This study investigates the translation of Emirati culture-specific items (CSIs) into English, a rarely discussed topic in Arabic translation studies. It focuses on a collection of short stories, Dubai Tales, authored by renowned Emirati author Mohammed Al Murr and translated into English by Peter Clark. The short stories vividly portray Emirati daily life, relationships and cultural values, making it an ideal set of data for a case study of translation strategies. With the emergence of the United Arab Emirates as a global multicultural hub, the demand for effective translations of Emirati literature, including CSIs, is growing. Translating effectively will not only ensure linguistic accessibility but also facilitate better worldwide communication of the unique cultural nuances woven into Emirati narratives. The study conducts quantitative and qualitative analyses of Clark’s English translation by drawing on Newmark’s (1988) cultural categories and Davies’s (2003) framework for translation strategies. The analysis revealed that Clark used globalisation, a domestication strategy, to translate most CSIs into English as well as preservation, a foreignisation strategy, to infuse exotic texture. This strategy reflected a careful balancing act aimed at reaching a wide audience while maintaining cultural elements. This study thus offers invaluable insights highlighting the dynamic relationship between culture and language in literary translations, with a special focus on the Emirati context.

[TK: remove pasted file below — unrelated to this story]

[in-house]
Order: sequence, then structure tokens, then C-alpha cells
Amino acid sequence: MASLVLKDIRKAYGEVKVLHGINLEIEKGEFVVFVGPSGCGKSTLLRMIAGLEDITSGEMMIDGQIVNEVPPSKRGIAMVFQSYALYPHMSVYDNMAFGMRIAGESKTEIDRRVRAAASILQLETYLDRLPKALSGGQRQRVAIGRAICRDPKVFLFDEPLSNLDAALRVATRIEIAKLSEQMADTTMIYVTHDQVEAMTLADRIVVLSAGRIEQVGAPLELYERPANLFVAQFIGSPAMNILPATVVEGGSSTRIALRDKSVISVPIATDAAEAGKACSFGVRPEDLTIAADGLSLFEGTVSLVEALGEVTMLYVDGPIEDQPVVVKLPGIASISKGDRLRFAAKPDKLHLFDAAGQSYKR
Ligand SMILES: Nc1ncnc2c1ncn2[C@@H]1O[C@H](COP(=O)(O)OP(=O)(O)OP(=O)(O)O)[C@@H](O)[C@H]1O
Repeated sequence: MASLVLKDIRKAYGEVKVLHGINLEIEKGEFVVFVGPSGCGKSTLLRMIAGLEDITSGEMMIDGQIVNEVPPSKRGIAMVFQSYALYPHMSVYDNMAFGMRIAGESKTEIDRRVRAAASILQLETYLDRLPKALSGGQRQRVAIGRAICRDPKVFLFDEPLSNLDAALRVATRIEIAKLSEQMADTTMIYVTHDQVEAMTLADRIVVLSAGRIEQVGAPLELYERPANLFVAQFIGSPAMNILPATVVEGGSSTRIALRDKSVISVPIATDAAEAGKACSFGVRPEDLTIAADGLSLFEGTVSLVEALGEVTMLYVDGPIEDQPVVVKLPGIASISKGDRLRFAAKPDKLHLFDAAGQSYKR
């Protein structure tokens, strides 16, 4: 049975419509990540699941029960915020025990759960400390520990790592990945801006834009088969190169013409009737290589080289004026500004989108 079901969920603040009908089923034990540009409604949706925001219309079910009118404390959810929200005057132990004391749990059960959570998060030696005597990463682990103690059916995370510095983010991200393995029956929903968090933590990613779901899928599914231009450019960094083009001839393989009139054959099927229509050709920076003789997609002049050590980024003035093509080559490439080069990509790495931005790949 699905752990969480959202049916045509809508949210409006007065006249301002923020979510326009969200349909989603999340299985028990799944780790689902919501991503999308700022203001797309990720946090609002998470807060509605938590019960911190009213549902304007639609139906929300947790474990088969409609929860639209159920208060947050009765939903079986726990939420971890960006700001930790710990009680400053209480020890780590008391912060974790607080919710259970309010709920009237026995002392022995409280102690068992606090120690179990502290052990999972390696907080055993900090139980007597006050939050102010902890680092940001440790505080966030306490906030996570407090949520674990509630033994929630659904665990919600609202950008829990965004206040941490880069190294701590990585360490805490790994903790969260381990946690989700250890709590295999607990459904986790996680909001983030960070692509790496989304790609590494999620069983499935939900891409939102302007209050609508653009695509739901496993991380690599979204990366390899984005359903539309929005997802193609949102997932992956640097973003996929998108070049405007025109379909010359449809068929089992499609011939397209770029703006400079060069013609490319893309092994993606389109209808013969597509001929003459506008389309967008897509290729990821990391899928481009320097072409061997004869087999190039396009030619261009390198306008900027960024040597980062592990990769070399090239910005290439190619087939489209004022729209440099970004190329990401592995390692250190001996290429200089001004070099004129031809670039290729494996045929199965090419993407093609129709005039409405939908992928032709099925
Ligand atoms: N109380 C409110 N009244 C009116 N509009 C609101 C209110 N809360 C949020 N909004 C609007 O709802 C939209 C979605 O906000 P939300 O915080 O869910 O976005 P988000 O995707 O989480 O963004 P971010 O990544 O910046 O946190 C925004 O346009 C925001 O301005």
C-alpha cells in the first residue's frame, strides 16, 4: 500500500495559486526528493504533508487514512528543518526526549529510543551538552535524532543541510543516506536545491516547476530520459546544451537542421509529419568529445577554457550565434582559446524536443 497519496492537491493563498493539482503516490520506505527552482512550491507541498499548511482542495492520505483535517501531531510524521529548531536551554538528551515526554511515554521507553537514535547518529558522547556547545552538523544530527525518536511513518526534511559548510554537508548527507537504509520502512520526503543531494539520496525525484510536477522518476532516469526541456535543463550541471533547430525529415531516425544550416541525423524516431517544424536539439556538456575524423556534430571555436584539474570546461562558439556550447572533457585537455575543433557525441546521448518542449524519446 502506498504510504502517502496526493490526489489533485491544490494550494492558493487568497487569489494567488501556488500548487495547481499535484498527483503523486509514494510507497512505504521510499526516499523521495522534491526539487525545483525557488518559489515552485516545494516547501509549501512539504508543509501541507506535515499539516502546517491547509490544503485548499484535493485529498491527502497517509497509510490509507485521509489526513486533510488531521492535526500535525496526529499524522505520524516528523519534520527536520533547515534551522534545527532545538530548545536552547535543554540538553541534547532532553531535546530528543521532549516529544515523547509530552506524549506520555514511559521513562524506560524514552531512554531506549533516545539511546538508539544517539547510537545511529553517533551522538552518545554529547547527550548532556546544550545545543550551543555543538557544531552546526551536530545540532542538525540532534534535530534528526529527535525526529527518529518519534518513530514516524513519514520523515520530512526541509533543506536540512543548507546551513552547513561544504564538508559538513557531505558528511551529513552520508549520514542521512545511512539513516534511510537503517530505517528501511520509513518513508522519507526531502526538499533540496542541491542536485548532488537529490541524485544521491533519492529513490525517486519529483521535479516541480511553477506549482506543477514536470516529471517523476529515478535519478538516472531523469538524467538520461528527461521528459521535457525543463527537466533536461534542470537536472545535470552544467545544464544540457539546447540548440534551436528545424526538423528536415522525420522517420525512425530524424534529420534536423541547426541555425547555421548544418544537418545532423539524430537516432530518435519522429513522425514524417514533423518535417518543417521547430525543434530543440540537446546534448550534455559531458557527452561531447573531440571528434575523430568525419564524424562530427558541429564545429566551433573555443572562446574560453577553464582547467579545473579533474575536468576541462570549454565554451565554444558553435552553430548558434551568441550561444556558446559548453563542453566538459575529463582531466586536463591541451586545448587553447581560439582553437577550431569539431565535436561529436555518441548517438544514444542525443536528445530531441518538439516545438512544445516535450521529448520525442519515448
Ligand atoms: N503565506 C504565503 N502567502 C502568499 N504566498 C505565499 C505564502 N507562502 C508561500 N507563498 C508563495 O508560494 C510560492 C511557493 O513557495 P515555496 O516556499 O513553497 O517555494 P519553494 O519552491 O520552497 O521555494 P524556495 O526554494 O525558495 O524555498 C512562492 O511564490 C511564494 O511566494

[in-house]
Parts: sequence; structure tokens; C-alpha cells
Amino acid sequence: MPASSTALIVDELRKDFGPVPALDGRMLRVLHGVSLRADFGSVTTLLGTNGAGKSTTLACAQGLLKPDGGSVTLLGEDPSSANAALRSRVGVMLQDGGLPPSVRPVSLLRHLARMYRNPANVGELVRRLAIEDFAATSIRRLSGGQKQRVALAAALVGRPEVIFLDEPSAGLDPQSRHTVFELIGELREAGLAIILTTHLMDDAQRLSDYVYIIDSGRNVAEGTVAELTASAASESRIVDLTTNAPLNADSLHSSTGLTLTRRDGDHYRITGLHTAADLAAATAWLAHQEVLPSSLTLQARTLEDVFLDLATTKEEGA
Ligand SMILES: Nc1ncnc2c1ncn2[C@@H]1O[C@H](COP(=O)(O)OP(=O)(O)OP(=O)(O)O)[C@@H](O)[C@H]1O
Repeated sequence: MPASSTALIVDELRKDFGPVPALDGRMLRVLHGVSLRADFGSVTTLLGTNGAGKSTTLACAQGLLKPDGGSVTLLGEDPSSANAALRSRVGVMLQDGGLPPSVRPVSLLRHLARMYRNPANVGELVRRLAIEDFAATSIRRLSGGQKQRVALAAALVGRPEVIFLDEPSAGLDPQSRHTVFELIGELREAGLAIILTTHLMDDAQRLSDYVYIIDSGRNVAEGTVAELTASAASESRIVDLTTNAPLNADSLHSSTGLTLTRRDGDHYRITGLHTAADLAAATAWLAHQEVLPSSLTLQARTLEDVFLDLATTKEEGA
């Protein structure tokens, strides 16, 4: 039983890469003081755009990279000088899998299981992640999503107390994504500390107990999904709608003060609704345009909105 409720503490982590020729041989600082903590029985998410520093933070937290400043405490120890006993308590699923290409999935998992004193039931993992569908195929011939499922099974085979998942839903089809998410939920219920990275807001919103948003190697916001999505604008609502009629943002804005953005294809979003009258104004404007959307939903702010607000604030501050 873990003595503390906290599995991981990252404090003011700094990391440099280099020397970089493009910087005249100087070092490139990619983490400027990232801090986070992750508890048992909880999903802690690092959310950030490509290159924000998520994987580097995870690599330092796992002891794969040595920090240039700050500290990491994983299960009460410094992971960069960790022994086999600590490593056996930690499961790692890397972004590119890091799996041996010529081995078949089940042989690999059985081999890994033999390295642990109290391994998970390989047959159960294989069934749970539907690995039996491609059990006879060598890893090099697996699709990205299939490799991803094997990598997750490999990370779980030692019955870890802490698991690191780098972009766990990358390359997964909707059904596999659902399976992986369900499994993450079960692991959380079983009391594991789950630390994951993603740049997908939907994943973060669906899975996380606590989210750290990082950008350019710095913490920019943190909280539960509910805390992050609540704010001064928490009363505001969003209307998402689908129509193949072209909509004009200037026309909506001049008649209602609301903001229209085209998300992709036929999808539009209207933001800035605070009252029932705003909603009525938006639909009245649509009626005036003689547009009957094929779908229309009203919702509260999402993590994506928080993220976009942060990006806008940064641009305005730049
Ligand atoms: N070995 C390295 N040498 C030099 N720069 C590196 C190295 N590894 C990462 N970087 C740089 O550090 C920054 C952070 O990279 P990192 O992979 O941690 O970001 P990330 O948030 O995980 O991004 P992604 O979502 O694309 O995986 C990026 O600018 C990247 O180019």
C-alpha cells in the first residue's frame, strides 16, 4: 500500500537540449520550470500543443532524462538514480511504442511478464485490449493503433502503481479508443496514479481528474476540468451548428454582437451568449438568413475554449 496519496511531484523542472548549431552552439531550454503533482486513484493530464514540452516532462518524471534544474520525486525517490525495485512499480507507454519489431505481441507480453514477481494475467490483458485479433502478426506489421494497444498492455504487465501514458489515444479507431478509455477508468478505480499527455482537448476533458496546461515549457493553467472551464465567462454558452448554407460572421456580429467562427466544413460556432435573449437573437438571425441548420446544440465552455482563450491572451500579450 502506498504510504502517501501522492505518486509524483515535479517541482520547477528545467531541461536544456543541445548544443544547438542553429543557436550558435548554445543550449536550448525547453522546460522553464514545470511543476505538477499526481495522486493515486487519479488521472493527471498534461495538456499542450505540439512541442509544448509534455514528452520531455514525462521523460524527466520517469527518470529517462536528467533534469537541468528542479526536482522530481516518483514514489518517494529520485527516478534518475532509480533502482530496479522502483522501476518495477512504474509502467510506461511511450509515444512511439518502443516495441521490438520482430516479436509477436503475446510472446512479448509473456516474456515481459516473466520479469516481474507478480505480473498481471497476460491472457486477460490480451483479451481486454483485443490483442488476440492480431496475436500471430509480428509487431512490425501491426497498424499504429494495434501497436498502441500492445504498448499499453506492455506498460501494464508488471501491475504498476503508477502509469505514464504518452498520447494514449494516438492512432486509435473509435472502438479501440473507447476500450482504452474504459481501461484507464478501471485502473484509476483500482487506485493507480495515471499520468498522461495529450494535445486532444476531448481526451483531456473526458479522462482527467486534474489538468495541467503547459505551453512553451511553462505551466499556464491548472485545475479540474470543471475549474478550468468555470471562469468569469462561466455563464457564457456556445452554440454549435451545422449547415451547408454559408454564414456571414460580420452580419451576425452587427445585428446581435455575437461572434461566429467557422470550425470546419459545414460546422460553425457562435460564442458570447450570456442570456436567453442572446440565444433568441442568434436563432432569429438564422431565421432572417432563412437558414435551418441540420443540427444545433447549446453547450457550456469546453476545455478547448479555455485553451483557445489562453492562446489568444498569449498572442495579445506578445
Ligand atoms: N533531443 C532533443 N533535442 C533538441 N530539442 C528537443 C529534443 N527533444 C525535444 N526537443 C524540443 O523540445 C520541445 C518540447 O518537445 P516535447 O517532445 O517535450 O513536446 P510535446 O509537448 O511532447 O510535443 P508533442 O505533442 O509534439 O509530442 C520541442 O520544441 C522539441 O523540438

ASJC Scopus subject areas
- General Business,Management and Accounting
- General Arts and Humanities
- General Social Sciences
- General Psychology
- Economics, Econometrics and Finance(all)